If you have normal brain function (no CARB syndrome), you will be satisfied by eating real food. You won’t need to eat food loaded with these toxic elements.

  11. Dr John Briffa 17 November 2012 at 11:41 am #


    I don’t agree with the idea that relative risk is meaningless – it allows us to see if certain things are associated with other things. But of course this is epidemiological evidence, so we can’t draw conclusions regarding causality here, which is why I was circumspect about the results. I did, however, put the results in the context of animal work which found that aspartame caused similar malignancies in animals. So the reason why I wrote this post is because the data supports a link between aspartame and certain cancers (sorry if anyone got scared, but I tend to assume we’re all grown-ups).

    You are right, though, that I don’t believe saturated fat causes heart disease. And that’s because (as I think you know), the data as a whole simply does not support it (neither epidemiological nor intervention studies). That’s the difference here.

  12. André 17 November 2012 at 3:36 pm #

    Aspartame creates massive amounts of free radicals in the brain. That’s not good. Dr Blaylock calls it a neurotoxin. Same thing with MSG and carrageenan. All inflammatory through ROS-damage and all found in many foods. And combined (eat something with MSG in it and drink a diet Coke) is even worse. And none of them found in nature in free form. Processed foods will kill you. But hey, what’s new?

  13. Richard David Feinman 17 November 2012 at 6:11 pm #

    MSG is a natural amino acid that your body must have. In large amounts it can stimulate neuronal pathways but it is not inherently toxic, just the opposite. You cannot live without glutamate. On aspartame, toxins are defined by the dose.

  14. Richard David Feinman 18 November 2012 at 1:43 am #

    Let me explain why I think relative risk is meaningless and how, in fact, in this case, it makes you think that there is an effect when there isn’t one.

    Suppose that you found 81 cases of non-Hodgkin lymphoma (NHL) in 1000 men who never drank soda, but in those men who drank more than 1 serving/day, you found 121 cases out of 1000 men. So the risk with no soda is 8.1 % and with soda. 12.1 % and the risk ratio is 12.1/8.1 = 1.49, or an increase in 40 cases in a thousand, or 33 % increase in risk. This doesn’t sound so good, especially to those of us who drink a lot of diet Coke. If there is an increase in 40 cases in a thousand, that’s not a knock-out — the absolute risk increase is 12.1 % – 8.1 % = 4 % — but it’s something think about.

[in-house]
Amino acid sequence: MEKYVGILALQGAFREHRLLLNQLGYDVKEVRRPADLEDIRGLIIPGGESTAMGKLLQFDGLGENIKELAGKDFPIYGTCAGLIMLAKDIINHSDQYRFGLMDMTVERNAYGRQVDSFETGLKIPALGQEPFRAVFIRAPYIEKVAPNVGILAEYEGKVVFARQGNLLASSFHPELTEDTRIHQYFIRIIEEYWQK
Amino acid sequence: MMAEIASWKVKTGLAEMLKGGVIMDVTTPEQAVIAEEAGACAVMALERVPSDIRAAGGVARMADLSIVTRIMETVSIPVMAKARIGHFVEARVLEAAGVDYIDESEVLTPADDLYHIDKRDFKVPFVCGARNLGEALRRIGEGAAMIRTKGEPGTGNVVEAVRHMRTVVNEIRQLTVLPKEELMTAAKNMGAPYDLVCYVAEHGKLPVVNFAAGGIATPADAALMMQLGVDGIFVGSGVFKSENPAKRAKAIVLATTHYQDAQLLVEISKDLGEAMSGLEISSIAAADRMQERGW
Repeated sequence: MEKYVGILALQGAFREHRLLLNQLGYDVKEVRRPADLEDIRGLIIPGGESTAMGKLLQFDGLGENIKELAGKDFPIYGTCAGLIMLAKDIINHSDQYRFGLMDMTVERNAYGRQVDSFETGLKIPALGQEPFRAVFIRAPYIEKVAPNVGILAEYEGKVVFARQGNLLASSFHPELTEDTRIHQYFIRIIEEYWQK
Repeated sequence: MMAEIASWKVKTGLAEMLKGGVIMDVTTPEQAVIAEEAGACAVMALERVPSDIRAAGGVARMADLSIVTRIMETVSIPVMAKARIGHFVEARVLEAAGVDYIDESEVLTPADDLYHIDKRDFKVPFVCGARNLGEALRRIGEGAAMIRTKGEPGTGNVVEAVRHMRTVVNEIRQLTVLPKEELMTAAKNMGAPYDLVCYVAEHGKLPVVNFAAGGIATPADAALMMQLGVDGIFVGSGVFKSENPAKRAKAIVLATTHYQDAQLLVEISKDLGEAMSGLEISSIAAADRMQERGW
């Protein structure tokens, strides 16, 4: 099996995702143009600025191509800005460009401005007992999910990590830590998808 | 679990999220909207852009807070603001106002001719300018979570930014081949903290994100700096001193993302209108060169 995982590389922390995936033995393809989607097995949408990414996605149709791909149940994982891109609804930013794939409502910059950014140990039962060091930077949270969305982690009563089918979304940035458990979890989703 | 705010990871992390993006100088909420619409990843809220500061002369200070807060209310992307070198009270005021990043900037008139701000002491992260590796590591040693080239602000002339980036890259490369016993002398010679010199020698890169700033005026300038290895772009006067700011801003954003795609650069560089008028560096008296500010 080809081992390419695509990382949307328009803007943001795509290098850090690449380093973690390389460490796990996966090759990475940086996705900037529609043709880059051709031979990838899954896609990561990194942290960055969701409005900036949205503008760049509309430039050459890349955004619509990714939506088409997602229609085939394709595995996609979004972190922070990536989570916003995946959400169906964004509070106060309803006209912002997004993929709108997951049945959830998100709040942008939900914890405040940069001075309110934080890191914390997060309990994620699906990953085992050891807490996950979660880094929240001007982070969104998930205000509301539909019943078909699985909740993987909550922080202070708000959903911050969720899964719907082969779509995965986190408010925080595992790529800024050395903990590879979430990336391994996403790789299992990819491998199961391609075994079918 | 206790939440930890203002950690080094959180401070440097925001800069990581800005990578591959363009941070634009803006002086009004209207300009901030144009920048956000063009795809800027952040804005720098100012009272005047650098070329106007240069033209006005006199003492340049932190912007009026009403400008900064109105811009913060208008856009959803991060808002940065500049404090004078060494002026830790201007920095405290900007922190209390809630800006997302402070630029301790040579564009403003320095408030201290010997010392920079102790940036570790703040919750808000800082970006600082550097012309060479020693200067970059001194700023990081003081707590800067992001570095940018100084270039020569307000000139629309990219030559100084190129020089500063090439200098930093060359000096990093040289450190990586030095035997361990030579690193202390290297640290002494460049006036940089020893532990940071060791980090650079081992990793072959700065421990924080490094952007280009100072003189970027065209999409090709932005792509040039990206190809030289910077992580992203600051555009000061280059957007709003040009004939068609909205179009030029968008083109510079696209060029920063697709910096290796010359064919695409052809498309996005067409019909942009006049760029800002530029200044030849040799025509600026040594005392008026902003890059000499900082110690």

The problem is that if we only got the information that there was a 33 % in risk, we wouldn’t know what’s really going on. You would get the same relative risk if there were 81 cases in 200 no soda men (40.5 % risk) and 121 cases in 200 men who drank soda (60.5 %). Same relative risk, 33 %, but and absolute increase in risk = 20 % risk increase — now I’m scared.

    But here’s what I see in Schernhammer’s paper (check me on this; one of the things I have in common with great scientists, is that I am not good at arithmetic): The people who had no soda, had 8.1 cases of NHL per 1000 people or 0.81 % risk. In the high soda group, this went up to 12.1 cases of NHL per thousand or 1.21 %. What? We’re talking about increase of 4 people in a thousand. An absolute risk increase = 0.4 %, less than one-half of 1 per cent. Well, they would say, multiply that by millions and you see the benefit. But you can’t multiply a meaningless number; the errors are way too large to think small numbers mean anything. The tip-off is that in the intermediate values for aspartame intake, the risk was higher but the results were not statistically significant. In other words, the methods and the collection of data is just mostly noise, no signal.

    The author’s are suitably cagey “our findings preserve the possibility of a detrimental effect of a constituent of diet soda.” (Translation: we got nothing. We were not totally knocked out of the box but we got nothing). In a slip into honesty: “the inconsistent sex effects and occurrence of an apparent cancer risk in individuals who consume regular soda do not permit the ruling out of chance as an explanation.” They forgot to add that the few effects we found were pathetically small.

    You are stuck with your intuition but the lipophobes have their intuition and they have much more data showing that saturated fat causes heart disease.

  15. Brian 18 November 2012 at 3:11 am #

    if you don’t want to use sugar or chemical sweeteners , then if you can get hold of it, why not try the natural sweetener, Stevia? Stevia has been safely used for hundeds of years , it is extremely sweet and it has very low amount of calories, if any calories at all. The only trouble is that you may not be able to cook with it . I found that it It becomes bitter if you do. Nevertheless , I found it to be a very good sweetener, especially in porridge, just as long as you put the stevia in when the porridge has been cooked. . PS: Stevia is expensive. However half a teaspoon of Stevia goes a long way.
    enough to sweeten my bowl of porridge.

  16. Richard David Feinman 18 November 2012 at 8:33 pm #